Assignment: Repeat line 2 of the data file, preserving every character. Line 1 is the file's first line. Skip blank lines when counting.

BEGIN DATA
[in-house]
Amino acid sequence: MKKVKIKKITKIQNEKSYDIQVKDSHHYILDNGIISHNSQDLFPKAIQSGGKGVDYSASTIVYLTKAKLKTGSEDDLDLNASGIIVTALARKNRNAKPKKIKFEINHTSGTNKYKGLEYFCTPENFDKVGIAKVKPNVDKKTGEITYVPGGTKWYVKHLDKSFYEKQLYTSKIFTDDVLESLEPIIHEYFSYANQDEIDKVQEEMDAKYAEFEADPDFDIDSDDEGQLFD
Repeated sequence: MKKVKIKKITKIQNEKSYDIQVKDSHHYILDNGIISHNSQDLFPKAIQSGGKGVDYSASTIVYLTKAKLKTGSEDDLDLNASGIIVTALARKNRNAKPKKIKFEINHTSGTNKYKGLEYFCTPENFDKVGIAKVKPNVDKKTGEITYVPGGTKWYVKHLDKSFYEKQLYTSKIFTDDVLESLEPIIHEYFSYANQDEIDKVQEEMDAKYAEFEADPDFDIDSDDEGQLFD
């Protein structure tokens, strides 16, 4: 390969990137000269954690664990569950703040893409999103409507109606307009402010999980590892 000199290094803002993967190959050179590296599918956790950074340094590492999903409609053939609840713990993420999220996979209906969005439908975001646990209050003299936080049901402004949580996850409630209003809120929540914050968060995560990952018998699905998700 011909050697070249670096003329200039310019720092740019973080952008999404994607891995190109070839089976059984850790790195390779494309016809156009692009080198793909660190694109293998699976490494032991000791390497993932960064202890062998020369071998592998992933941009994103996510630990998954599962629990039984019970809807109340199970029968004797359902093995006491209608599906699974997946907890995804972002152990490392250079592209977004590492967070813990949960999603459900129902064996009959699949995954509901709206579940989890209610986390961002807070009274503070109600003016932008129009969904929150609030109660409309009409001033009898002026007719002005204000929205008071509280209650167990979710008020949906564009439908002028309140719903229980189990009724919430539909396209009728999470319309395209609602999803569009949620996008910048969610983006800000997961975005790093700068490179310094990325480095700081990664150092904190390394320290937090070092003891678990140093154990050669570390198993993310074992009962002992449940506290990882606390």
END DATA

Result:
Amino acid sequence: MKKVKIKKITKIQNEKSYDIQVKDSHHYILDNGIISHNSQDLFPKAIQSGGKGVDYSASTIVYLTKAKLKTGSEDDLDLNASGIIVTALARKNRNAKPKKIKFEINHTSGTNKYKGLEYFCTPENFDKVGIAKVKPNVDKKTGEITYVPGGTKWYVKHLDKSFYEKQLYTSKIFTDDVLESLEPIIHEYFSYANQDEIDKVQEEMDAKYAEFEADPDFDIDSDDEGQLFD